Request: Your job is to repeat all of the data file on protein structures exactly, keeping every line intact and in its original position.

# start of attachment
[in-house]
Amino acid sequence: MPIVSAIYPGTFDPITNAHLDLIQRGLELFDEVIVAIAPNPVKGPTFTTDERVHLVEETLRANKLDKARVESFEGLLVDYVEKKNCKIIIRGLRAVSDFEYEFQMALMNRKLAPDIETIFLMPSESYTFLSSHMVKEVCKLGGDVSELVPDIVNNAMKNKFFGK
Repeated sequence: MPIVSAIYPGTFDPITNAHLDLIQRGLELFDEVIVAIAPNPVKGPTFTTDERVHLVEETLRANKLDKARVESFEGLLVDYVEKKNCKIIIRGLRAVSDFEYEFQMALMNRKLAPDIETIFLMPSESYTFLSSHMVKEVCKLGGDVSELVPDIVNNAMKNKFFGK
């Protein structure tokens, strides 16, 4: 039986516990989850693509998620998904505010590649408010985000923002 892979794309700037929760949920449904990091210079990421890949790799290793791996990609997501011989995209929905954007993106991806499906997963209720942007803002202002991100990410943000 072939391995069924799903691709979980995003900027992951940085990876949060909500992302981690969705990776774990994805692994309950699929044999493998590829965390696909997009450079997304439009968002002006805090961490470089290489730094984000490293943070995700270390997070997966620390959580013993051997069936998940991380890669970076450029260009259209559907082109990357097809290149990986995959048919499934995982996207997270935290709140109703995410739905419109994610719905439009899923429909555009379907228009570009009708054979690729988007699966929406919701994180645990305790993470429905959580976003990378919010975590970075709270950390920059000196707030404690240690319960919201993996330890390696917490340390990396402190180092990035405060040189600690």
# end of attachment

[in-house]
Amino acid sequence: MPIVSAIYPGTFDPITNAHLDLIQRGLELFDEVIVAIAPNPVKGPTFTTDERVHLVEETLRANKLDKARVESFEGLLVDYVEKKNCKIIIRGLRAVSDFEYEFQMALMNRKLAPDIETIFLMPSESYTFLSSHMVKEVCKLGGDVSELVPDIVNNAMKNKFFGK
Repeated sequence: MPIVSAIYPGTFDPITNAHLDLIQRGLELFDEVIVAIAPNPVKGPTFTTDERVHLVEETLRANKLDKARVESFEGLLVDYVEKKNCKIIIRGLRAVSDFEYEFQMALMNRKLAPDIETIFLMPSESYTFLSSHMVKEVCKLGGDVSELVPDIVNNAMKNKFFGK
């Protein structure tokens, strides 16, 4: 039986516990989850693509998620998904505010590649408010985000923002 892979794309700037929760949920449904990091210079990421890949790799290793791996990609997501011989995209929905954007993106991806499906997963209720942007803002202002991100990410943000 072939391995069924799903691709979980995003900027992951940085990876949060909500992302981690969705990776774990994805692994309950699929044999493998590829965390696909997009450079997304439009968002002006805090961490470089290489730094984000490293943070995700270390997070997966620390959580013993051997069936998940991380890669970076450029260009259209559907082109990357097809290149990986995959048919499934995982996207997270935290709140109703995410739905419109994610719905439009899923429909555009379907228009570009009708054979690729988007699966929406919701994180645990305790993470429905959580976003990378919010975590970075709270950390920059000196707030404690240690319960919201993996330890390696917490340390990396402190180092990035405060040189600690």